Off the top, what I find interesting is that nearly every person who responded to my request started their admission with, “Not sure if this counts,” as if I were going to reply, “Actually no it doesn’t count; what you did is rational and smart not like all the other idiots I’ve been talking to.”

Sorry, friends! Not the case. If you bought something for no other reason than that a celebrity talked about it or wore or used it or was affiliated with it, it counts.

Here are the most ridiculous celebrity-inspired purchases my friends, colleagues, and Twitter acquaintances have ever made, from $3 bottles of juice to $95 cologne to a five-digit government loan.


 Just Jared
Justin Bieber in Germany in 2012, in a sweatshirt.

“Doing Real Stuff Sucks” sweatshirt, Justin Bieber

In 2012, while employed at a teen magazine, I bought this sweatshirt because Justin Bieber was photographed wearing it. The typography was good! The message was funny! (In retrospect, though, was it? Chalk it up to post-grad angst.) After some internet research, I figured out it was made by a Polish company, to which I promptly paid 169 Polish zlotys ($50) for a version with white lettering. The fit was weird, but I wore it anyway.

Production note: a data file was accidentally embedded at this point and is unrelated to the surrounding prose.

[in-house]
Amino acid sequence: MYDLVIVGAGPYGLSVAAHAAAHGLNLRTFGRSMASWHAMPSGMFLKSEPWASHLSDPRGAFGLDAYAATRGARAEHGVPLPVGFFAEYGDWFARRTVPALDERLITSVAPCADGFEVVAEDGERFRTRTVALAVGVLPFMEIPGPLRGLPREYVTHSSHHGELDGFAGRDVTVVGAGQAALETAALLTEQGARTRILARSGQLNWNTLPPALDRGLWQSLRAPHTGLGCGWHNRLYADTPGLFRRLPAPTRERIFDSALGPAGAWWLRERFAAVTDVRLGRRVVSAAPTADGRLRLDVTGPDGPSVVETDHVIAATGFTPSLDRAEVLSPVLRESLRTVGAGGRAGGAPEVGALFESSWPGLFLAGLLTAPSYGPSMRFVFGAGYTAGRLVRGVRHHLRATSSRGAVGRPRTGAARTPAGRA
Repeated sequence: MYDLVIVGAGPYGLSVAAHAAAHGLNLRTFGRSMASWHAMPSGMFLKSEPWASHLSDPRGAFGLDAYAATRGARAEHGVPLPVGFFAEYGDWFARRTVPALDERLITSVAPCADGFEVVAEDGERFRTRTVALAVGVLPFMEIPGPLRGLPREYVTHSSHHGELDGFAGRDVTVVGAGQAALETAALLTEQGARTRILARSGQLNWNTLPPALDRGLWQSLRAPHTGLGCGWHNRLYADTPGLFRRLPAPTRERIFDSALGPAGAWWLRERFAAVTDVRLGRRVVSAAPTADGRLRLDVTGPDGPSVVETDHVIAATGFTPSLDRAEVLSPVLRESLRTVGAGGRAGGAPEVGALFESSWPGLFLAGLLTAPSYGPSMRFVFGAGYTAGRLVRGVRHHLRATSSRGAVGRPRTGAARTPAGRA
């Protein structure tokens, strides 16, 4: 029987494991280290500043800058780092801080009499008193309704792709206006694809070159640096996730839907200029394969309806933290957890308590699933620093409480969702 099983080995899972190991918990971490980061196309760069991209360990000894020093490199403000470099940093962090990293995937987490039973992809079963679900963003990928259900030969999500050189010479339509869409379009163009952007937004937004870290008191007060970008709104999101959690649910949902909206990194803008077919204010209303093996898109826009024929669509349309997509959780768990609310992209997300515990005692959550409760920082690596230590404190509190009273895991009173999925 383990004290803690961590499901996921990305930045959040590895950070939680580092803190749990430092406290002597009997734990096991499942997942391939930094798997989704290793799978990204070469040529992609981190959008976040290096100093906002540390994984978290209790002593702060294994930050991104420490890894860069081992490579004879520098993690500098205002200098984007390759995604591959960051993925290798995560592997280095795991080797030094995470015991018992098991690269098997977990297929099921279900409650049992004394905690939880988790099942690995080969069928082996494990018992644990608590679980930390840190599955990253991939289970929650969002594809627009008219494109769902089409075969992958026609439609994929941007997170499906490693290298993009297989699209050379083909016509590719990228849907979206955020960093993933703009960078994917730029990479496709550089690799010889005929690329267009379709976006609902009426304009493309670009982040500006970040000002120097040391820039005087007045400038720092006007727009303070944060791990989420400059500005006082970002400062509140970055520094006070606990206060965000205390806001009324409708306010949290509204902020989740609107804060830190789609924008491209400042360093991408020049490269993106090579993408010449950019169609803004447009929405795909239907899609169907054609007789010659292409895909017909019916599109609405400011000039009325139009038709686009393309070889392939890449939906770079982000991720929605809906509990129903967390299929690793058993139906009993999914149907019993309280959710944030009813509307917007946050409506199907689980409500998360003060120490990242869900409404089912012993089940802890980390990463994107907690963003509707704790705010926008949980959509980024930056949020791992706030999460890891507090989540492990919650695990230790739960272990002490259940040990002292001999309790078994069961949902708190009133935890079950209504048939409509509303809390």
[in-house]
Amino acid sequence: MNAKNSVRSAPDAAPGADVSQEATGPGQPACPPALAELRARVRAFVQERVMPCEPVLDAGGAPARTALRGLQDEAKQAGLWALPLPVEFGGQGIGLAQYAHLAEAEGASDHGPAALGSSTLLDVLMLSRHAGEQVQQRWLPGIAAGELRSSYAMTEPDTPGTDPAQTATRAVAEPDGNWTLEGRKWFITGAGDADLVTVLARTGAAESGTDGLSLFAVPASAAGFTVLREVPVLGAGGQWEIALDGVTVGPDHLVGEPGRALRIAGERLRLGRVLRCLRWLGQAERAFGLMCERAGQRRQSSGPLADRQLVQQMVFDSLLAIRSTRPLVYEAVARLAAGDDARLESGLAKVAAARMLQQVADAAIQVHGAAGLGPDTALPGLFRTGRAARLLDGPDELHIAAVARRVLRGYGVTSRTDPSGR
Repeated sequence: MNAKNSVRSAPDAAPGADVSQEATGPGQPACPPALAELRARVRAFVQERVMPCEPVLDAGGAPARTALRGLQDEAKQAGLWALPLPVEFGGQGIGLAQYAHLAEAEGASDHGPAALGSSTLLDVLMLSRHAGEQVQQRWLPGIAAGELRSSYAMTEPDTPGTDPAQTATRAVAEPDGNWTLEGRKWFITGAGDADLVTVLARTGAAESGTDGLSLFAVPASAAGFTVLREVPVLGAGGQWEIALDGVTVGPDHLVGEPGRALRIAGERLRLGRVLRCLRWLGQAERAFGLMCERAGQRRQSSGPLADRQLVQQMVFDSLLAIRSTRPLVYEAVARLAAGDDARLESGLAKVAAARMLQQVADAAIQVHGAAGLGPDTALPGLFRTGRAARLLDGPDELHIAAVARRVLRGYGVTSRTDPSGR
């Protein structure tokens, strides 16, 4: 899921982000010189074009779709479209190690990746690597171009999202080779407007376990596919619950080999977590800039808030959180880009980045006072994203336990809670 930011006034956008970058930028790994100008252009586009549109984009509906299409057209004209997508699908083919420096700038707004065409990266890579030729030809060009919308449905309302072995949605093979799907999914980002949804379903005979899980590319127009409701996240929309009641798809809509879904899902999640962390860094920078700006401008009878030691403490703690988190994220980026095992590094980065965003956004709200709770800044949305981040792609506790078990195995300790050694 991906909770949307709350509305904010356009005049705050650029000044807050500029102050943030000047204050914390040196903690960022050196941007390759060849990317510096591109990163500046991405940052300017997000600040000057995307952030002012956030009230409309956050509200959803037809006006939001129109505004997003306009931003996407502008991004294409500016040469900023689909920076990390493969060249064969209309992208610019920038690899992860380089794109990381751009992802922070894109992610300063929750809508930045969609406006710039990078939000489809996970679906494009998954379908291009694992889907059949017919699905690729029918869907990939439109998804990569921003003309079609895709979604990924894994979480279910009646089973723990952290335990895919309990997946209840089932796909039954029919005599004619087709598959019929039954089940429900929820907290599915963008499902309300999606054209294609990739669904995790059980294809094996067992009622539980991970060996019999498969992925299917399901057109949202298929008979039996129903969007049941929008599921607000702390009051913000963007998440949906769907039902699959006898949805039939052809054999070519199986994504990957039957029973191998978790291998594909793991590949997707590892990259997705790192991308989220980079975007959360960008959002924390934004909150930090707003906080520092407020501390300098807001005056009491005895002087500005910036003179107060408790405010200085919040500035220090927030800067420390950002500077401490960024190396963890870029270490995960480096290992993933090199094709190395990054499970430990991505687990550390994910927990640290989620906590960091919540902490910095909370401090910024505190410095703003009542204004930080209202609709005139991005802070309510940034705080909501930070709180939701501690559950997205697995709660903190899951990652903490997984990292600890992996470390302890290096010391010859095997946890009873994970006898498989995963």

—Julia Rubin, editor at The Goods

 Dior
Dior’s Sauvage cologne ad campaign featuring Johnny Depp.

Dior Sauvage cologne, Johnny Depp

Two years ago, I was Christmas shopping for my dad at Macy’s and saw that Johnny Depp, an objectively terrible person, had endorsed a cologne called Dior Sauvage. [Note: This costs $95!] Intrigued by Depp’s rakish pirate looks in the in-store promotional displays, I stopped, spritzed one of those little paper strips, and inhaled. It smelled amazing — rich, spicy, dangerous. Exactly like a dad should smell.

I bought my dad the cologne, which he loved, and a year later, I was in the market for new cologne and bought it for myself. I continue to go on first dates with guys who tell me I smell amazing.

I am filled with shame.

—Casey Newton, Silicon Valley editor at The Verge

 8Greens
8Greens dietary supplement.

8Greens dietary supplement, Min Jin Lee